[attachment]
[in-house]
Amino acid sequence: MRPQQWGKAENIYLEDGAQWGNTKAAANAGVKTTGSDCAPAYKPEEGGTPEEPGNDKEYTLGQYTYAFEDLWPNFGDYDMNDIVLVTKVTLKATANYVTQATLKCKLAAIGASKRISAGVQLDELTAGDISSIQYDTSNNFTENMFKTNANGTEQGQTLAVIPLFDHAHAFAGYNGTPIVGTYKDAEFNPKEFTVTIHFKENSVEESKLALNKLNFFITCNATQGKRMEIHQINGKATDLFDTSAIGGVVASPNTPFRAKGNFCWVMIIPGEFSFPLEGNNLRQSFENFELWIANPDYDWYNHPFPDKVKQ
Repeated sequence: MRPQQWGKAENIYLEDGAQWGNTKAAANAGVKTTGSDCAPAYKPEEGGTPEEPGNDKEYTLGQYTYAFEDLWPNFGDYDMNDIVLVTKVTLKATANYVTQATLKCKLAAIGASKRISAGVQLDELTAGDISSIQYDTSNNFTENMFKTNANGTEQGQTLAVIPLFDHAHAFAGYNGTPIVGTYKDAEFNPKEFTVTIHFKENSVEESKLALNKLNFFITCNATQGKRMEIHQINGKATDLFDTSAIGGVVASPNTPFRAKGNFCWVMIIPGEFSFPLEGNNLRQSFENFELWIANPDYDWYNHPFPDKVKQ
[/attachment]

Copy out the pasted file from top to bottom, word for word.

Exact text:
[in-house]
Amino acid sequence: MRPQQWGKAENIYLEDGAQWGNTKAAANAGVKTTGSDCAPAYKPEEGGTPEEPGNDKEYTLGQYTYAFEDLWPNFGDYDMNDIVLVTKVTLKATANYVTQATLKCKLAAIGASKRISAGVQLDELTAGDISSIQYDTSNNFTENMFKTNANGTEQGQTLAVIPLFDHAHAFAGYNGTPIVGTYKDAEFNPKEFTVTIHFKENSVEESKLALNKLNFFITCNATQGKRMEIHQINGKATDLFDTSAIGGVVASPNTPFRAKGNFCWVMIIPGEFSFPLEGNNLRQSFENFELWIANPDYDWYNHPFPDKVKQ
Repeated sequence: MRPQQWGKAENIYLEDGAQWGNTKAAANAGVKTTGSDCAPAYKPEEGGTPEEPGNDKEYTLGQYTYAFEDLWPNFGDYDMNDIVLVTKVTLKATANYVTQATLKCKLAAIGASKRISAGVQLDELTAGDISSIQYDTSNNFTENMFKTNANGTEQGQTLAVIPLFDHAHAFAGYNGTPIVGTYKDAEFNPKEFTVTIHFKENSVEESKLALNKLNFFITCNATQGKRMEIHQINGKATDLFDTSAIGGVVASPNTPFRAKGNFCWVMIIPGEFSFPLEGNNLRQSFENFELWIANPDYDWYNHPFPDKVKQ